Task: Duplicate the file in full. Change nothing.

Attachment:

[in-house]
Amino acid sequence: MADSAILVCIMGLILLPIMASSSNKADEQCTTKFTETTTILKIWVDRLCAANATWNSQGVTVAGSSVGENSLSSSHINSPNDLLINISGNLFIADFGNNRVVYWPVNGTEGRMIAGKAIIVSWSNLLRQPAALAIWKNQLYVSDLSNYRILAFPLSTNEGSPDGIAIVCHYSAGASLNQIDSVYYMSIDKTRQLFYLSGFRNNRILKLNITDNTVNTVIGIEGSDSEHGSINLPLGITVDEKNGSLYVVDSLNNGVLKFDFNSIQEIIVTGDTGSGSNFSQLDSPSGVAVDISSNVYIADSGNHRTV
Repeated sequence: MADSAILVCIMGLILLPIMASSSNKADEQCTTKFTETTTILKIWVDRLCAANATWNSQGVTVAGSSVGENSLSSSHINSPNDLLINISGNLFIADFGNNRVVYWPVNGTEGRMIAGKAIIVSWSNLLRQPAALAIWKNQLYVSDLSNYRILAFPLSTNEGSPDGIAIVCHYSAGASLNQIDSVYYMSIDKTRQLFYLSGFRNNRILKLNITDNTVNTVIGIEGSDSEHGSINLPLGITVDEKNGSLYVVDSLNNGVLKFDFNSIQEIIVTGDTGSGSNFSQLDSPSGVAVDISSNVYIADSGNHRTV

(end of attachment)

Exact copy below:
[in-house]
Amino acid sequence: MADSAILVCIMGLILLPIMASSSNKADEQCTTKFTETTTILKIWVDRLCAANATWNSQGVTVAGSSVGENSLSSSHINSPNDLLINISGNLFIADFGNNRVVYWPVNGTEGRMIAGKAIIVSWSNLLRQPAALAIWKNQLYVSDLSNYRILAFPLSTNEGSPDGIAIVCHYSAGASLNQIDSVYYMSIDKTRQLFYLSGFRNNRILKLNITDNTVNTVIGIEGSDSEHGSINLPLGITVDEKNGSLYVVDSLNNGVLKFDFNSIQEIIVTGDTGSGSNFSQLDSPSGVAVDISSNVYIADSGNHRTV
Repeated sequence: MADSAILVCIMGLILLPIMASSSNKADEQCTTKFTETTTILKIWVDRLCAANATWNSQGVTVAGSSVGENSLSSSHINSPNDLLINISGNLFIADFGNNRVVYWPVNGTEGRMIAGKAIIVSWSNLLRQPAALAIWKNQLYVSDLSNYRILAFPLSTNEGSPDGIAIVCHYSAGASLNQIDSVYYMSIDKTRQLFYLSGFRNNRILKLNITDNTVNTVIGIEGSDSEHGSINLPLGITVDEKNGSLYVVDSLNNGVLKFDFNSIQEIIVTGDTGSGSNFSQLDSPSGVAVDISSNVYIADSGNHRTV